Vietnam is hoping to boost its renewable energy production, especially wind and solar energy, to more than 10.7 per cent of total generation by 2030, up from the previously planned 6 per cent.
|The Phu Lac Wind Power Plant in Binh Thuan Province. — VNA/VNS Photo Nguyen Thanh|
It plans to increase the rate to at least 7 per cent by 2020, up from the previous target of 4.5 per cent.
The country now relies heavily on electricity from coal and hydropower.
Under the 2014-20 National Action Plan on Green Growth, it aims to switch gradually to renewables, including wind power, solar energy, tidal energy, geothermal energy and bio-fuels as a solution to global warming.
Speaking at a wind energy workshop in HCM City yesterday, Pham Trong Thuc, director of the General Directorate of Energy’s renewable energy department, said there are now three wind farms with a combined capacity of just 150MW.
There is huge potential for wind power, he added.
Early last month Vietnam signed a US$2.2 billion deal with an Irish energy firm to build and operate three more wind farms with a total capacity of 940MW.
They include a $2 billion, 800MW facility in the Mekong) Delta province of Soc Trang, whose first phase will be completed in 2018.
The other two will be set up in the south-central province of Binh Thuan at a cost of $200 million, with the first phase again completed in 2018.
Steve Sawyer, secretary general of the Global Wind Energy Council, said wind power now accounts for around 4 per cent of total global energy production.
“The figure is expected to increase to 6-8 per cent by 2020, 18-20 per cent by 2030 and a fifth of total consumption by 2050.”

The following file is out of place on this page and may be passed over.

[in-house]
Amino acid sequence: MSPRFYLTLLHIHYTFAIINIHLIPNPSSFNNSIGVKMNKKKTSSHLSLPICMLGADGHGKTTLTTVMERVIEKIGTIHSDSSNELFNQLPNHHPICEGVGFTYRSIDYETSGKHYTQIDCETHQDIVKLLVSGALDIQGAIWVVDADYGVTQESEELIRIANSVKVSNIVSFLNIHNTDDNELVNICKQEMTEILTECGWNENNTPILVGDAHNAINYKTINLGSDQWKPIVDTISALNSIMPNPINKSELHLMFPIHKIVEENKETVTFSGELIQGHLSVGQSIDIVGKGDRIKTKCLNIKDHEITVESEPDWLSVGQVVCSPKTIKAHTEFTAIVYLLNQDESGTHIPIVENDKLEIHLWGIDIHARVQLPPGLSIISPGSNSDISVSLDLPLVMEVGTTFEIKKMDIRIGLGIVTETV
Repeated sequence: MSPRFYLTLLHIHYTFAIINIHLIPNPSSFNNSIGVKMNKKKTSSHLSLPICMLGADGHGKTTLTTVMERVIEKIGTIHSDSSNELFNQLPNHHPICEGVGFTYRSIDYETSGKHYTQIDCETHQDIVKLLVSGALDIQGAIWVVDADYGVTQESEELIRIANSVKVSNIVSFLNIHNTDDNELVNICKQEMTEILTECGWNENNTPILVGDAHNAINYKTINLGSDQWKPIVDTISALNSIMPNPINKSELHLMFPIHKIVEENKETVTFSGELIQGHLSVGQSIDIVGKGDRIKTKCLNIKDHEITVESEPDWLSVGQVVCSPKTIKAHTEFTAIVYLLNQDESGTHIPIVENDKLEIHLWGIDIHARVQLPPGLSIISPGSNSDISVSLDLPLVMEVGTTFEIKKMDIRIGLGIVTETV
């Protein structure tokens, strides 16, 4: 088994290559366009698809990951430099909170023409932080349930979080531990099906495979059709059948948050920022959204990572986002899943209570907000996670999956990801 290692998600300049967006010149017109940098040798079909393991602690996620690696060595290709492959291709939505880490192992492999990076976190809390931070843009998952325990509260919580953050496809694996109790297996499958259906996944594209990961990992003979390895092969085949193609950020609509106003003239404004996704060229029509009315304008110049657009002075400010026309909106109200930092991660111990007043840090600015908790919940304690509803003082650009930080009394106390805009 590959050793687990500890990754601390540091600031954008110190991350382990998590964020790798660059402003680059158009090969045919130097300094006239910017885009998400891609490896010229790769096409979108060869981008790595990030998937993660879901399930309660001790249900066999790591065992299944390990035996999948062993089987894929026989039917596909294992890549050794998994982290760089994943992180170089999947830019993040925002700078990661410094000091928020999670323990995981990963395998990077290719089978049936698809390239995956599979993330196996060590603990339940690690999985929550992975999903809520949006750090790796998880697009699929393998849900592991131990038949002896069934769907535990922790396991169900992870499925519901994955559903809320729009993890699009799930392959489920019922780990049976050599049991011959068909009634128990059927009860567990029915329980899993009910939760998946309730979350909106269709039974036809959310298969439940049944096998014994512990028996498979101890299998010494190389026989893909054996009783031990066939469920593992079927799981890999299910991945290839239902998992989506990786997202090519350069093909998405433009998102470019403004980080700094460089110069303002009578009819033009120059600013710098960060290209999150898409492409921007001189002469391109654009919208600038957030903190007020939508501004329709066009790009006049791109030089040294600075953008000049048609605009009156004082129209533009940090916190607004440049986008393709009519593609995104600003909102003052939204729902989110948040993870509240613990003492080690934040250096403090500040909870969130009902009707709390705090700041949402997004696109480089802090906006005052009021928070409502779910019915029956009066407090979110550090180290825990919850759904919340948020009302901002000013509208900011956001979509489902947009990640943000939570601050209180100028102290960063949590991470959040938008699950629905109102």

He stressed the need to shift to renewables to reduce greenhouse gas emissions.
Vietnam’s electricity demand is expected to continue to grow by 13 per cent a year in the next five years due to its rapid economic growth, which has averaged above 5 per cent since 1999.
Thuc of the renewable energy department said the country is putting efforts to generate enough power for economic growth while gradually shifting towards clean and low-carbon energy.
Denmark’s ambassador to Vietnam, Charlotte Laursen, said, “We aim to share unique technical, policy and financing solutions for the wind energy sector drawing on Danish and Vietnamese best practices.”
For several decades Denmark has been achieving economic growth without increasing energy consumption while at the same time reducing CO2 emissions, she said.
It was among the first countries in the world to pursue a strategy to build an energy system independent of fossil fuels, she said.
“We were the first country to install wind turbines more than 30 years ago and we have been a first mover in the wind industry for decades.”
For many years Vietnam has been working closely together with Denmark in the energy sector under the Danida Development program.
It is blessed with some of the best wind resources in Southeast Asia, and the aim is for wind to represent more than 2 per cent of electricity production by 2030.
The Danish embassy held a similar workshop in Hanoi on November 29.
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